On 19th May 1906 the Quintin Hogg Memorial Sports Ground was officially opened with a ceremony and fête. The event was such a success that a Garden Party at Chiswick became an annual feature in the Polytechnic calendar with the first being held on 8th June 1907.
The Garden Parties were open to all members of the Poly, their families and friends. They featured a variety of sporting events, including displays by the ladies and gents gymnastics clubs, exhibition bouts by the Boxing, Fencing and Wrestling Clubs, and athletics competitions by the Ladies and Gents Athletics Clubs.
They also included more light-hearted entertainment for everyone such as a push-ball match, costume race, ladies vs gents cricket, ladies vs gents basketball, potato race, tug of war, and races for children. The Poly Military Band was on hand to provide music for dancing. Attendance at the second Garden Party was recorded at over 1,000 people and in 1932 it was estimated at 7,000 people.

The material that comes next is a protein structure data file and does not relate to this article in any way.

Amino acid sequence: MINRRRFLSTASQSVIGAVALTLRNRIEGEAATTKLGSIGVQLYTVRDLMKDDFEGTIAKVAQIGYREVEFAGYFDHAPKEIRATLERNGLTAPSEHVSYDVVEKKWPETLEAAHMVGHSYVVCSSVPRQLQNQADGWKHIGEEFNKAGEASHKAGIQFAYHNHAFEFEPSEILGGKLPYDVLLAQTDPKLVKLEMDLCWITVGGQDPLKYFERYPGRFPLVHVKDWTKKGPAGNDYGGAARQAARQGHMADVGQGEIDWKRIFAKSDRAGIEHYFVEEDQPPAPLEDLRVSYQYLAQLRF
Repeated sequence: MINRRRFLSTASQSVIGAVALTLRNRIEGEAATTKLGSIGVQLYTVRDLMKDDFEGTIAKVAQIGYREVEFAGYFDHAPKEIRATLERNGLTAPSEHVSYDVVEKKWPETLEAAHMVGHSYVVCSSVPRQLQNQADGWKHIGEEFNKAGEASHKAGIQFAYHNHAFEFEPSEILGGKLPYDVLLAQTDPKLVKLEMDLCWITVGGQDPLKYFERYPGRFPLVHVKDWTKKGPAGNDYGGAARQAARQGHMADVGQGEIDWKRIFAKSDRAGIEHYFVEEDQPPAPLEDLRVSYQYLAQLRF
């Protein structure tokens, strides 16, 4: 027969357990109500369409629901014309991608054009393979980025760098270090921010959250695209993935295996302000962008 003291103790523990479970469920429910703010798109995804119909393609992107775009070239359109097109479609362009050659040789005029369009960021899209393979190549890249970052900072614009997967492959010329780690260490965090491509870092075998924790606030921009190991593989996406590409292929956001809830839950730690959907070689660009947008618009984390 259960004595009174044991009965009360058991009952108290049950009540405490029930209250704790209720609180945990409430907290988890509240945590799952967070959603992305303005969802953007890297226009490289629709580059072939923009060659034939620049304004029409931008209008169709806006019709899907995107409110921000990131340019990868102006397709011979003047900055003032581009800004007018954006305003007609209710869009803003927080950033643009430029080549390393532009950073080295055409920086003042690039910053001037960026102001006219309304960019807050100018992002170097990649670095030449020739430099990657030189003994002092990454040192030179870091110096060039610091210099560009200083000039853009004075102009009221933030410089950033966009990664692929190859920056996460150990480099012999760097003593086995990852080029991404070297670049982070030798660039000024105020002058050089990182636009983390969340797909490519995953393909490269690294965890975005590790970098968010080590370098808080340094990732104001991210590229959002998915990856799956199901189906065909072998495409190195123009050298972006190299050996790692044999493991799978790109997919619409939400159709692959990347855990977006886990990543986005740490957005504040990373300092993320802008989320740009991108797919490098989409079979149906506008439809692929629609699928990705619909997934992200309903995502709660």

During the First World War the Garden Party ceased. However, in 1919 it was reintroduced with a special Garden Party and Welcome Home. The President of the Poly, JEK Studd, received all the demobilised Poly Boys at the Party and tributes were paid to those who had fought.
By the late 1920s, the Garden Fête, as it was now called, was a grand affair from 3.30pm until 9.45pm. In addition to the Club displays, donkey rides, swings and a mat slide were provided for children and there was even a celebrated palmist, Madame Xenia, in attendance. Each Poly sports club organised a ‘Fun at the Fair’ stand and the evening finished with Dancing on the Green accompanied by the Band of the Metropolitan Police T Division. Entrance was the cost of a programme – threepence.
In 1933 the event was renamed the Summer Fête. In 1937, George VI became King and the Fête became a Coronation Fête. According to reports in the Polytechnic Magazine, it was a perfect summer’s day with the most popular events being the keep fit demonstration and the skipping display by the Ladies Gymnastic Class.
Once again, war put a halt to the Summer Fête and it ran for the last time in 1939. During the war the council and later the Army used the ground. Chiswick sustained substantial bomb damage during the Second World War, including damage to the Ladies Pavilion and Boathouse.
In 1953 a special effort was made to revive the Fête, once again in the form of a Coronation Fête, celebrating the coronation of HM The Queen. The event, which was the last until the present day, took place on a warm and sunny 27th June with 1,500 people in attendance.
University Records and Archives, June 2019